But energy bills are only part of the pain for British households. Food prices are currently rising at an annual rate of 5.9% and could go much higher. So even with these payments, the lowest income households are still likely to struggle.
The universal payment of £400 to each household will also go to many households who could go without. As the Institute for Fiscal Studies noted, this risks adding additional spending to the economy, which could increase pressure on inflation.
The fear is that the Bank of England could then raise interest rates even further, increasing the cost of mortgages and other debt. Despite these reservations, the new measures are to be welcomed. In the second attempt, Rishi Sunak more wisely targeted government support.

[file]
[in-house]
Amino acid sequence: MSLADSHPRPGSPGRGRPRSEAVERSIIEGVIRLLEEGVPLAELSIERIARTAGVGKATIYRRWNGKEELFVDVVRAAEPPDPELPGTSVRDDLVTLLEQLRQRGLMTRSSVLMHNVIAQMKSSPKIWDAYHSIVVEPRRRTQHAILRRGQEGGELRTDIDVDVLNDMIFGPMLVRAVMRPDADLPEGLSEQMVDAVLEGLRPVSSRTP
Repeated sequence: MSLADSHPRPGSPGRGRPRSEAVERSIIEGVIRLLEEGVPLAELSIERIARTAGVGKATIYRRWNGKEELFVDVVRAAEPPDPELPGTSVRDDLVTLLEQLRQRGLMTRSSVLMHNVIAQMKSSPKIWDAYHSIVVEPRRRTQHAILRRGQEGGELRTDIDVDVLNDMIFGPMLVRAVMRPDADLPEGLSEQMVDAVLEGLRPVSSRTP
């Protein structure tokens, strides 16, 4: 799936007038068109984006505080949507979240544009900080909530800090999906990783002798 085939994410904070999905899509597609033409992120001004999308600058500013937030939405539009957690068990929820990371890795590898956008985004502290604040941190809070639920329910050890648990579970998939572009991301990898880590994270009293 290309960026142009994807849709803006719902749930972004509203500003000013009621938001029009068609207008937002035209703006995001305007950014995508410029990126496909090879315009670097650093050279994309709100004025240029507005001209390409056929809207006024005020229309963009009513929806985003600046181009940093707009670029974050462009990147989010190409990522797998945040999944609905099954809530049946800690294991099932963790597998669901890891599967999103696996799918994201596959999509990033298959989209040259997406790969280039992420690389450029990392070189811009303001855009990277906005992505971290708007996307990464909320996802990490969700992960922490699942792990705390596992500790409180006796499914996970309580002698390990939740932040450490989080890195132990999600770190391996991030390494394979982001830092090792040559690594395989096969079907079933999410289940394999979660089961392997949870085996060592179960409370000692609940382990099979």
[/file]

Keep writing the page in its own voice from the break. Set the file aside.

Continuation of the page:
Keith Baker, Energy Poverty and Policy Researcher, Glasgow Caledonian University
While 12 million households are expected to be in fuel poverty when Ofgem raises the energy price cap in October, the UK government has decided to give paltry sums to just 8 million of them. This is not enough, given the expected increase in energy prices this year – well beyond the amounts offered to a small proportion of families.
When we talk about energy poverty, we often hear about the decision that families have to make between “heating or eating”. But with energy and food prices steadily rising, despite these payments, this winter many people will struggle to do either.